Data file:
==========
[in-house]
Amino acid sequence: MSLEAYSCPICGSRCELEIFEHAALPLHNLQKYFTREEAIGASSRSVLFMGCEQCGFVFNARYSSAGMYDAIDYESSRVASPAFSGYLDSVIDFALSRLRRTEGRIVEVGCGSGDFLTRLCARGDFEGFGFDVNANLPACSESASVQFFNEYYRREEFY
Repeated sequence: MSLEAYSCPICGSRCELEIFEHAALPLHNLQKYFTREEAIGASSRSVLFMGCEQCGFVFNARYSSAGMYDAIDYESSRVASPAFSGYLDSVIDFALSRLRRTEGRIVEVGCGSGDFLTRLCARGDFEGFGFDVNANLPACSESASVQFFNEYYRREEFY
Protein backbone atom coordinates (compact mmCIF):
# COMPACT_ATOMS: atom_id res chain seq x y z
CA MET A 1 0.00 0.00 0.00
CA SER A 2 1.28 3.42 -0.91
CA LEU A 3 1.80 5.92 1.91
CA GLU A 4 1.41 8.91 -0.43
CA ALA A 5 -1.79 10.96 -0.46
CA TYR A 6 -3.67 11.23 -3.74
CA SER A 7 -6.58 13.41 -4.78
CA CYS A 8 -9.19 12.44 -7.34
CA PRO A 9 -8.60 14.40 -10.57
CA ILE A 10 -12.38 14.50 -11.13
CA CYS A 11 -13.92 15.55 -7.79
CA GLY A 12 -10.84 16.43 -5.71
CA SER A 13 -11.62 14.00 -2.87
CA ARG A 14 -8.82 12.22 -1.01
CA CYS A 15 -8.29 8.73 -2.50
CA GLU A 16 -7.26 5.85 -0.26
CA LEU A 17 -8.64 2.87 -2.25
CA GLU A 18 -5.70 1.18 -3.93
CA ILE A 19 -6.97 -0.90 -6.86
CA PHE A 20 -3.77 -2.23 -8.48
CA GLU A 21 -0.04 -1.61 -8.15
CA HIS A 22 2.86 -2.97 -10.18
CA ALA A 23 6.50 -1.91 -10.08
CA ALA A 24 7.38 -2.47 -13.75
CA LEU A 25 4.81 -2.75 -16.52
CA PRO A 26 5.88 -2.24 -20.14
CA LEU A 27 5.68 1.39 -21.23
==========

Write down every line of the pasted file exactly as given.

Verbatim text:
[in-house]
Amino acid sequence: MSLEAYSCPICGSRCELEIFEHAALPLHNLQKYFTREEAIGASSRSVLFMGCEQCGFVFNARYSSAGMYDAIDYESSRVASPAFSGYLDSVIDFALSRLRRTEGRIVEVGCGSGDFLTRLCARGDFEGFGFDVNANLPACSESASVQFFNEYYRREEFY
Repeated sequence: MSLEAYSCPICGSRCELEIFEHAALPLHNLQKYFTREEAIGASSRSVLFMGCEQCGFVFNARYSSAGMYDAIDYESSRVASPAFSGYLDSVIDFALSRLRRTEGRIVEVGCGSGDFLTRLCARGDFEGFGFDVNANLPACSESASVQFFNEYYRREEFY
Protein backbone atom coordinates (compact mmCIF):
# COMPACT_ATOMS: atom_id res chain seq x y z
CA MET A 1 0.00 0.00 0.00
CA SER A 2 1.28 3.42 -0.91
CA LEU A 3 1.80 5.92 1.91
CA GLU A 4 1.41 8.91 -0.43
CA ALA A 5 -1.79 10.96 -0.46
CA TYR A 6 -3.67 11.23 -3.74
CA SER A 7 -6.58 13.41 -4.78
CA CYS A 8 -9.19 12.44 -7.34
CA PRO A 9 -8.60 14.40 -10.57
CA ILE A 10 -12.38 14.50 -11.13
CA CYS A 11 -13.92 15.55 -7.79
CA GLY A 12 -10.84 16.43 -5.71
CA SER A 13 -11.62 14.00 -2.87
CA ARG A 14 -8.82 12.22 -1.01
CA CYS A 15 -8.29 8.73 -2.50
CA GLU A 16 -7.26 5.85 -0.26
CA LEU A 17 -8.64 2.87 -2.25
CA GLU A 18 -5.70 1.18 -3.93
CA ILE A 19 -6.97 -0.90 -6.86
CA PHE A 20 -3.77 -2.23 -8.48
CA GLU A 21 -0.04 -1.61 -8.15
CA HIS A 22 2.86 -2.97 -10.18
CA ALA A 23 6.50 -1.91 -10.08
CA ALA A 24 7.38 -2.47 -13.75
CA LEU A 25 4.81 -2.75 -16.52
CA PRO A 26 5.88 -2.24 -20.14
CA LEU A 27 5.68 1.39 -21.23